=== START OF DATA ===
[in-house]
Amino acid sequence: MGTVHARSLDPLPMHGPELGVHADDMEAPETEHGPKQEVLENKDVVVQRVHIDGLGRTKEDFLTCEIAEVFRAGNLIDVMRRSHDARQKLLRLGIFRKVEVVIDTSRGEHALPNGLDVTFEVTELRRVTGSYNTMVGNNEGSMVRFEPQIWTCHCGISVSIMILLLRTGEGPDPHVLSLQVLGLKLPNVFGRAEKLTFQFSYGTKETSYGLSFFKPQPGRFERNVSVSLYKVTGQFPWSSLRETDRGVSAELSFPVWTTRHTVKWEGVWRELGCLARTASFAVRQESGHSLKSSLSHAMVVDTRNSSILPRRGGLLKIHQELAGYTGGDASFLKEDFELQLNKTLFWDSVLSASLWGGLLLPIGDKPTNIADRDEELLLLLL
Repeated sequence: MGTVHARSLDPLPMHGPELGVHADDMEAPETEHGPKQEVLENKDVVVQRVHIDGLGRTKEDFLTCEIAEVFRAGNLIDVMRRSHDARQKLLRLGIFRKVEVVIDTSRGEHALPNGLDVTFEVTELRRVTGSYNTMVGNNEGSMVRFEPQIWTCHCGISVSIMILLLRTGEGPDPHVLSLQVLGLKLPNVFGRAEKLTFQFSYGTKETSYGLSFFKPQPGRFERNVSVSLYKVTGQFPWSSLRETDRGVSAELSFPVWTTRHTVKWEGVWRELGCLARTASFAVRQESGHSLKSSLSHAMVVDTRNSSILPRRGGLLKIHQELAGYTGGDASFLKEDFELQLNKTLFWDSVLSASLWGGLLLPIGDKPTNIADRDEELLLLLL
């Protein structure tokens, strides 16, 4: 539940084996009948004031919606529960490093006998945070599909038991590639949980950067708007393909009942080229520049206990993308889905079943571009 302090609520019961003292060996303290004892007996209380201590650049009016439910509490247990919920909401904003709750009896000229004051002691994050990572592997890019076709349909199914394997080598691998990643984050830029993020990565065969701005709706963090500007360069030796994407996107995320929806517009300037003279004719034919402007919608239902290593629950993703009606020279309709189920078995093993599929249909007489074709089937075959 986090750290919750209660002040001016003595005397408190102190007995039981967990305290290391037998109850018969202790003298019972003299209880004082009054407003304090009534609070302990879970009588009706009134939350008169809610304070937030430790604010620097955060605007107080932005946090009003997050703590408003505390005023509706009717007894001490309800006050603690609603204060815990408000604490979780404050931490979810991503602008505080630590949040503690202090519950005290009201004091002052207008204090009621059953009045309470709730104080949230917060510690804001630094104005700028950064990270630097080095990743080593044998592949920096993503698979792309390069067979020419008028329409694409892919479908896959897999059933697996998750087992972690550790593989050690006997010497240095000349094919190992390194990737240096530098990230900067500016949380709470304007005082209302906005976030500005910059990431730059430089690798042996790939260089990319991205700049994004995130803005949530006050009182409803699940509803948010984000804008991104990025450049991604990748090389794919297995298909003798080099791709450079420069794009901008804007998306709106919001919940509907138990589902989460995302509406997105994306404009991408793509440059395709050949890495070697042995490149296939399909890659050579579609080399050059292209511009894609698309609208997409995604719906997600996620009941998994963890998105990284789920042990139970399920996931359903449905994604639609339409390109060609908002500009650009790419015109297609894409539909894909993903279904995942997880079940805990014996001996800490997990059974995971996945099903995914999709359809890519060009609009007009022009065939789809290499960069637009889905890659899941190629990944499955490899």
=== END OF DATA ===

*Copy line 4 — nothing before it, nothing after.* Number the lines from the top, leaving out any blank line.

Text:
């Protein structure tokens, strides 16, 4: 539940084996009948004031919606529960490093006998945070599909038991590639949980950067708007393909009942080229520049206990993308889905079943571009 302090609520019961003292060996303290004892007996209380201590650049009016439910509490247990919920909401904003709750009896000229004051002691994050990572592997890019076709349909199914394997080598691998990643984050830029993020990565065969701005709706963090500007360069030796994407996107995320929806517009300037003279004719034919402007919608239902290593629950993703009606020279309709189920078995093993599929249909007489074709089937075959 986090750290919750209660002040001016003595005397408190102190007995039981967990305290290391037998109850018969202790003298019972003299209880004082009054407003304090009534609070302990879970009588009706009134939350008169809610304070937030430790604010620097955060605007107080932005946090009003997050703590408003505390005023509706009717007894001490309800006050603690609603204060815990408000604490979780404050931490979810991503602008505080630590949040503690202090519950005290009201004091002052207008204090009621059953009045309470709730104080949230917060510690804001630094104005700028950064990270630097080095990743080593044998592949920096993503698979792309390069067979020419008028329409694409892919479908896959897999059933697996998750087992972690550790593989050690006997010497240095000349094919190992390194990737240096530098990230900067500016949380709470304007005082209302906005976030500005910059990431730059430089690798042996790939260089990319991205700049994004995130803005949530006050009182409803699940509803948010984000804008991104990025450049991604990748090389794919297995298909003798080099791709450079420069794009901008804007998306709106919001919940509907138990589902989460995302509406997105994306404009991408793509440059395709050949890495070697042995490149296939399909890659050579579609080399050059292209511009894609698309609208997409995604719906997600996620009941998994963890998105990284789920042990139970399920996931359903449905994604639609339409390109060609908002500009650009790419015109297609894409539909894909993903279904995942997880079940805990014996001996800490997990059974995971996945099903995914999709359809890519060009609009007009022009065939789809290499960069637009889905890659899941190629990944499955490899």